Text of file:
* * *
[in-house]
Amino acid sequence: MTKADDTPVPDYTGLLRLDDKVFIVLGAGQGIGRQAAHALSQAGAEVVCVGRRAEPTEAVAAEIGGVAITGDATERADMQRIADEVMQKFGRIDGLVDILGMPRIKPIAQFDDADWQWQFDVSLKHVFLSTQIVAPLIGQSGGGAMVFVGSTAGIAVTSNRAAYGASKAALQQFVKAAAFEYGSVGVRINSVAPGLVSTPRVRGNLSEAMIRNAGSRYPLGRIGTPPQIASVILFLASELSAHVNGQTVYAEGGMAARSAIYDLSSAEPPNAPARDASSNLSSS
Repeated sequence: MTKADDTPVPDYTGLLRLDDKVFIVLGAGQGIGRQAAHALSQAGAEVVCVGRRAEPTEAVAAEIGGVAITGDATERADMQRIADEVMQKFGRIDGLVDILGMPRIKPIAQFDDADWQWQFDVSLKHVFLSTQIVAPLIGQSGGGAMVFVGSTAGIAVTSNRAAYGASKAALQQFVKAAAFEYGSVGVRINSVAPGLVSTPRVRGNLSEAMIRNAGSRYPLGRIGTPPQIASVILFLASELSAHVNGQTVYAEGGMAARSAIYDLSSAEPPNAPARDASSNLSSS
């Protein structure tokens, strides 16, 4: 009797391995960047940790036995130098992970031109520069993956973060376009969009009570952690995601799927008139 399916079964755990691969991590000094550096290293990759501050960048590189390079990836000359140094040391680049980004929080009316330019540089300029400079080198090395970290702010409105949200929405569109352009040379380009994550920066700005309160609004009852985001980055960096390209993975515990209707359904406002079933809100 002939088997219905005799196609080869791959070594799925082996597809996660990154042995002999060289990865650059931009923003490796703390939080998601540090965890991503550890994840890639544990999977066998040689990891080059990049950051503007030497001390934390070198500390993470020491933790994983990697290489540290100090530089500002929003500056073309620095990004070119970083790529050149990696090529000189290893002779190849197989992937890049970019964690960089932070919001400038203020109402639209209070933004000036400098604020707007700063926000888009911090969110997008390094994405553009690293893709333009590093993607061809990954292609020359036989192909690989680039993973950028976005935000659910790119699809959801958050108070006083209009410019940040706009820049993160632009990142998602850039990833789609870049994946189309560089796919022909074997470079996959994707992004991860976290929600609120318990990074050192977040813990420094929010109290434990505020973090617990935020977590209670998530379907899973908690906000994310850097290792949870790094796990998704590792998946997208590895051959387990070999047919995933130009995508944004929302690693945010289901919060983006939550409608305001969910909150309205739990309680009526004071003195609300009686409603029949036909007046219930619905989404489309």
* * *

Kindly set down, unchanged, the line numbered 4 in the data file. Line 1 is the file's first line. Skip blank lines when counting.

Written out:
């Protein structure tokens, strides 16, 4: 009797391995960047940790036995130098992970031109520069993956973060376009969009009570952690995601799927008139 399916079964755990691969991590000094550096290293990759501050960048590189390079990836000359140094040391680049980004929080009316330019540089300029400079080198090395970290702010409105949200929405569109352009040379380009994550920066700005309160609004009852985001980055960096390209993975515990209707359904406002079933809100 002939088997219905005799196609080869791959070594799925082996597809996660990154042995002999060289990865650059931009923003490796703390939080998601540090965890991503550890994840890639544990999977066998040689990891080059990049950051503007030497001390934390070198500390993470020491933790994983990697290489540290100090530089500002929003500056073309620095990004070119970083790529050149990696090529000189290893002779190849197989992937890049970019964690960089932070919001400038203020109402639209209070933004000036400098604020707007700063926000888009911090969110997008390094994405553009690293893709333009590093993607061809990954292609020359036989192909690989680039993973950028976005935000659910790119699809959801958050108070006083209009410019940040706009820049993160632009990142998602850039990833789609870049994946189309560089796919022909074997470079996959994707992004991860976290929600609120318990990074050192977040813990420094929010109290434990505020973090617990935020977590209670998530379907899973908690906000994310850097290792949870790094796990998704590792998946997208590895051959387990070999047919995933130009995508944004929302690693945010289901919060983006939550409608305001969910909150309205739990309680009526004071003195609300009686409603029949036909007046219930619905989404489309």